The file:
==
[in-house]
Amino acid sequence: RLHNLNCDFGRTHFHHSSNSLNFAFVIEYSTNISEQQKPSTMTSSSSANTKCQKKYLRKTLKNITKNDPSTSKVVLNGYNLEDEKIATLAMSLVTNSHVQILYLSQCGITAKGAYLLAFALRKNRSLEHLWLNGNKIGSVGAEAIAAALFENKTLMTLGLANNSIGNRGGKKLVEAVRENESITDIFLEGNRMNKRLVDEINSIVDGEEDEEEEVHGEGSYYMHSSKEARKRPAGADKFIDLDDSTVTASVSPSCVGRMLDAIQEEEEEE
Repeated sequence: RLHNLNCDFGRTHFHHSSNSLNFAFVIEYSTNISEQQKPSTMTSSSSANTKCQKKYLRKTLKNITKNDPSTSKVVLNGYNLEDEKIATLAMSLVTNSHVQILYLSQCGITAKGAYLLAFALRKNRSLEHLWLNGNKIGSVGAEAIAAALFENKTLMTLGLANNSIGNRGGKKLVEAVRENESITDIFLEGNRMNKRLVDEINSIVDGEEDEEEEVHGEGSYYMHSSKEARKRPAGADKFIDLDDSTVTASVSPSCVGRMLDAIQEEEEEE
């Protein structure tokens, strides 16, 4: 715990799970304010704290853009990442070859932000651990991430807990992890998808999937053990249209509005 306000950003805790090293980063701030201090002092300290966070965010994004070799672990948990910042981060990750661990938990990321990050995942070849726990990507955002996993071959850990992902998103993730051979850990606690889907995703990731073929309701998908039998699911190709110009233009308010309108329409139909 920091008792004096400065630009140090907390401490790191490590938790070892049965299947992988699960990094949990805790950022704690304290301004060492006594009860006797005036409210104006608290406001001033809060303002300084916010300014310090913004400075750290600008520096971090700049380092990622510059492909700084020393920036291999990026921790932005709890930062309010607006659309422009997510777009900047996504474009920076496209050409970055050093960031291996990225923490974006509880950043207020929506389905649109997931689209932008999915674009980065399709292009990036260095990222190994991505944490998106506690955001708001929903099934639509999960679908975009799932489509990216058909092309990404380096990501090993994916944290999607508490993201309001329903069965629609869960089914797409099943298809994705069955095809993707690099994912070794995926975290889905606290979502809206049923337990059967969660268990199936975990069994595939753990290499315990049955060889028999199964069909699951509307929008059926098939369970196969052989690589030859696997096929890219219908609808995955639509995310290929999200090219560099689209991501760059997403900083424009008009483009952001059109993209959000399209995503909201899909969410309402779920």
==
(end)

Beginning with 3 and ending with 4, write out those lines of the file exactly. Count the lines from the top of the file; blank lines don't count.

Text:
Repeated sequence: RLHNLNCDFGRTHFHHSSNSLNFAFVIEYSTNISEQQKPSTMTSSSSANTKCQKKYLRKTLKNITKNDPSTSKVVLNGYNLEDEKIATLAMSLVTNSHVQILYLSQCGITAKGAYLLAFALRKNRSLEHLWLNGNKIGSVGAEAIAAALFENKTLMTLGLANNSIGNRGGKKLVEAVRENESITDIFLEGNRMNKRLVDEINSIVDGEEDEEEEVHGEGSYYMHSSKEARKRPAGADKFIDLDDSTVTASVSPSCVGRMLDAIQEEEEEE
């Protein structure tokens, strides 16, 4: 715990799970304010704290853009990442070859932000651990991430807990992890998808999937053990249209509005 306000950003805790090293980063701030201090002092300290966070965010994004070799672990948990910042981060990750661990938990990321990050995942070849726990990507955002996993071959850990992902998103993730051979850990606690889907995703990731073929309701998908039998699911190709110009233009308010309108329409139909 920091008792004096400065630009140090907390401490790191490590938790070892049965299947992988699960990094949990805790950022704690304290301004060492006594009860006797005036409210104006608290406001001033809060303002300084916010300014310090913004400075750290600008520096971090700049380092990622510059492909700084020393920036291999990026921790932005709890930062309010607006659309422009997510777009900047996504474009920076496209050409970055050093960031291996990225923490974006509880950043207020929506389905649109997931689209932008999915674009980065399709292009990036260095990222190994991505944490998106506690955001708001929903099934639509999960679908975009799932489509990216058909092309990404380096990501090993994916944290999607508490993201309001329903069965629609869960089914797409099943298809994705069955095809993707690099994912070794995926975290889905606290979502809206049923337990059967969660268990199936975990069994595939753990290499315990049955060889028999199964069909699951509307929008059926098939369970196969052989690589030859696997096929890219219908609808995955639509995310290929999200090219560099689209991501760059997403900083424009008009483009952001059109993209959000399209995503909201899909969410309402779920």